Saturday, 8 September 2012

The reading of a text (or, the 'inner dialectic')

When Guns&Roses came out with their version of McCartney's song "Live and Let Die", many of the commentators/reviewers of the day were struck by how the emotive delivery of Axel's vocals changed the song completely (in their view) from the original. We were watching this morning a dvd documentary that my aippakuluk bought for us recently called, Pink Floyd: the story of wish you were here, where we heard some old out-takes of the song, "Have a Cigar", first with Roger Waters on the vocals then Roy Harper's version of the same song. Roger's vocals added a decidedly angry edge to the song, while Harper's version (the one that made the cut) sounded more ironical and derisive.

I'm not saying which I liked better in either of the two songs: "Live and Let Die" or "Have a Cigar" but what I'm trying to illustrate about what I wrote in my last blog entry about the 'inner dialectic' is that often the self-same text can be delivered, read, interpreted in more than one way. This is definitely not an original insight (and that is not my point) because poetry is notorious/famous for such openness to interpretation. But what I'm saying is that all text, in the end, has the same feature.

I remember years ago when I was a lay-reader for the church in my hometown where the minister and I were studying a biblical passage where the Christ in the Garden of Gethsemane asks if his disciples were armed and they say, yes they have one or two swords with them. He says something to the effect "that is enough", but the minister gave a reading that was entirely different from what I often took the passage to mean (ie, "good; that'll suffice") but a simple change in tone reads the Christ, instead of showing relief, is actually rebuking his disciples for their hypocrisy in claiming a pacifist stand but readily arming themselves in the face of a coming threat. Christ's 'turning the other cheek', though seemingly self-defeating actually saves his disciples' and the gaurds' lives.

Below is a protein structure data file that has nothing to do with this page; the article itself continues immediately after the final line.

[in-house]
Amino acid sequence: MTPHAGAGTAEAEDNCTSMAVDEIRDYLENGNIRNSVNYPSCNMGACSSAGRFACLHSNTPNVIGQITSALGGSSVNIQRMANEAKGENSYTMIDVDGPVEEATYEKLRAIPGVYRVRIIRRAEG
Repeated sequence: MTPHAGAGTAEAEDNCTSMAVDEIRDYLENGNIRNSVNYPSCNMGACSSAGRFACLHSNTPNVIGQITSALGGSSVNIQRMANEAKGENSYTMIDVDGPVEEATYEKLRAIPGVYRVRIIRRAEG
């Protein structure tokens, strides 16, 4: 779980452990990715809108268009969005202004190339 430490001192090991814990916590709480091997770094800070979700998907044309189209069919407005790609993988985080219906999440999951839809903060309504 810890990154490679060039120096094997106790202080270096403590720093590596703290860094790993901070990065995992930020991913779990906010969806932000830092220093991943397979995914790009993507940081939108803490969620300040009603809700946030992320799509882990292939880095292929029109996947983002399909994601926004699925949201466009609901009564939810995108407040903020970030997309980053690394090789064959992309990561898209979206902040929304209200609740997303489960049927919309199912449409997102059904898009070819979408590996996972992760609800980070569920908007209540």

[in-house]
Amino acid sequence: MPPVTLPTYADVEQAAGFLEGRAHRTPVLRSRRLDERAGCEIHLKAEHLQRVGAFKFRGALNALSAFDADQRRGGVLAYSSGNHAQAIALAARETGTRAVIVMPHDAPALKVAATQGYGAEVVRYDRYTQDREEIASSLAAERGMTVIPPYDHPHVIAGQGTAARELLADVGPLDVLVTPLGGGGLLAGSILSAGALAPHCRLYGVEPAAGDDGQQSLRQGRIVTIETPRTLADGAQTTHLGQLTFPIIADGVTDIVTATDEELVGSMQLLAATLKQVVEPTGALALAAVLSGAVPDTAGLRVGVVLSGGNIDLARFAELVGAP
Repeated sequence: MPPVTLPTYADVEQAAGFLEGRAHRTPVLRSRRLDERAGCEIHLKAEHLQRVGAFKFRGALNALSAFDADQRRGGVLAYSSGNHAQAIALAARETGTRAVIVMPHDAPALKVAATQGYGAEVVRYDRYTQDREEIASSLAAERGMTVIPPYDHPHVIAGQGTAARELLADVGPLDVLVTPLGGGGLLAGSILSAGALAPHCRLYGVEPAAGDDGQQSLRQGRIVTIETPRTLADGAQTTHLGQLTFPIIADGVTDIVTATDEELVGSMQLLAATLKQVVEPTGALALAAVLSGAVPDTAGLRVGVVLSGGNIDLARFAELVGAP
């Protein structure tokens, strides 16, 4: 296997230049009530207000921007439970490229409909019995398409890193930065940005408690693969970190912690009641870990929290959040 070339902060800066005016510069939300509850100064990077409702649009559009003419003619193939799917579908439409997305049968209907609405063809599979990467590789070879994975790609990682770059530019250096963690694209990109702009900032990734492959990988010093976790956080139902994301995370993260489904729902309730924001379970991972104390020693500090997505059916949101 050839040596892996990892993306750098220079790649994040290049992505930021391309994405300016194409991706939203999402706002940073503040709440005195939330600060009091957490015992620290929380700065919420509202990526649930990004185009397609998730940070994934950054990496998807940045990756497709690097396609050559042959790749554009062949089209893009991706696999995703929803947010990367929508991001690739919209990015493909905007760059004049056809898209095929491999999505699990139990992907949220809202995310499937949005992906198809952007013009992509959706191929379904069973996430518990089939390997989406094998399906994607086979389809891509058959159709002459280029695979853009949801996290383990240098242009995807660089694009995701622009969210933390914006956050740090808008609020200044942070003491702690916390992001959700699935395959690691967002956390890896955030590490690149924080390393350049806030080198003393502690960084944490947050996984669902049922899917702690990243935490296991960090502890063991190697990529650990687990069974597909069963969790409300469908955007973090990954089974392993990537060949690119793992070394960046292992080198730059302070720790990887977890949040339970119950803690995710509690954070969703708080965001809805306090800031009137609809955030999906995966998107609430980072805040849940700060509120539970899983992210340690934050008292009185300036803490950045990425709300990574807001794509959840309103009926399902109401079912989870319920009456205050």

One of my criticisms of aboriginal and inner-city public school systems is that the system has decided (though who actually decides these things is never made clear, not taking the system to task has the same effect) that the children in their charge (for real economic or long-standing political reasons) have not the "right stuff" to warrant a viable attempt at education.

I mean, the ability to read and write are not just ends in and of themselves but are actually a means to further ends. Literacy is less about reading and writing but more about the ability to read and interpret the world and ideas in a sense that the meaning of 'literacy' encompasses even the oral traditions, having the ability to partake in satisfying conversations, having the ability to communicate important facts, having the ability to express and articulate our humanity (our hopes and fears and insights, whether in situ and/or beyond). For this to happen, a liberal arts approach is key, even science and maths require this mentality (historic development-based pedagogy) to actually take hold.

Northrop Frye's distinction of "taking a subject" and being "taken up by a subject" seems a rather 'fuzzy' objective for measuring education, but as someone who knows that difference I think it makes a world of difference.


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